This Day in Cultural History: Ali Refused Induction Into U.S Army and Lost Boxing Title

On April 28th, 1967, boxer Muhammad Ali refused to serve his country based on religious grounds. By doing so, Ali lost his boxing title, and started one of the most controversial events in American history. The war at the time was Vietnam, possibly the most controversial war of all time. Ali was running the 1960s, winning an Olympic gold and upsetting Sonny Liston. But then when Ali was drafted into the military, all hell broke loose.

Ali was sentenced to five years in prison, fined $10,000, and banned from boxing for three years. Ali appealed the sentence. This took the case to The Supreme Court. The Justices at the time were mostly very old white men, besides Thurgood Marshall. Ironically, the Chief Justice was Warren E. BURGER. When the Supreme Court overturned the decision, it was a big surprise. Racism was alive and well in the 1960s and it had a huge role in this case. Overturning the decisions was huge for boxing but also America.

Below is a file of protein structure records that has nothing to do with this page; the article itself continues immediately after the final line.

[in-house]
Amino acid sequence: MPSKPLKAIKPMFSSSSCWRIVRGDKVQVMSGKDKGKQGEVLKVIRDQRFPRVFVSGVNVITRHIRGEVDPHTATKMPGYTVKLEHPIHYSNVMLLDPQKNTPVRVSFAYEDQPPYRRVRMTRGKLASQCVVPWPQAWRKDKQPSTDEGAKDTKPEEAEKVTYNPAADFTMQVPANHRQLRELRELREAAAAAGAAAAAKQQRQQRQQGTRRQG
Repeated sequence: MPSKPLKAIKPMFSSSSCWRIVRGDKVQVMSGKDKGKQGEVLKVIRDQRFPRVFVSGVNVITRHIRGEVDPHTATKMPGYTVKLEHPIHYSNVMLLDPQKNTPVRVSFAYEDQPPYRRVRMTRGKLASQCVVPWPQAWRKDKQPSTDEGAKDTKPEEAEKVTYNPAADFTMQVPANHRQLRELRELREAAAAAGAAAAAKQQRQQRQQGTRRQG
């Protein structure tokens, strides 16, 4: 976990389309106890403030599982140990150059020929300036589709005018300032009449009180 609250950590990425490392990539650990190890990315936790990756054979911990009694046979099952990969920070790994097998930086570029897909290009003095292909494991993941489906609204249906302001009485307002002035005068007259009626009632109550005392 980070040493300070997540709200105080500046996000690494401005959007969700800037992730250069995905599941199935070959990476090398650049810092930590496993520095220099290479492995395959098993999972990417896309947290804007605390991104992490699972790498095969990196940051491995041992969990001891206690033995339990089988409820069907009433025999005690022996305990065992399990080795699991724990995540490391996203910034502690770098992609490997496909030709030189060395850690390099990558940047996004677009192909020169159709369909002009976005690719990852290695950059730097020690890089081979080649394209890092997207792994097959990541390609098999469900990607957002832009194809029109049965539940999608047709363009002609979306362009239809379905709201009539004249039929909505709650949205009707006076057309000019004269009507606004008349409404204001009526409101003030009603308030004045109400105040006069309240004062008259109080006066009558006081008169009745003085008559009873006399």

There was a lot of controversy about this decision. People were saying, “If an ordinary person refused to be inducted, he would be punished.” People were saying, “What kind of a man refuses to serve his country?” But, it is not as if the Supreme Court said, “This guy is black and famous, we can’t sentence him.” Ali had religious grounds that war was not a part of. So it was a very just overturning of a decision.

The Vietnam War is one of the worst events in American history. The veterans of that war are definitely heroes, but so is Muhammad Ali.

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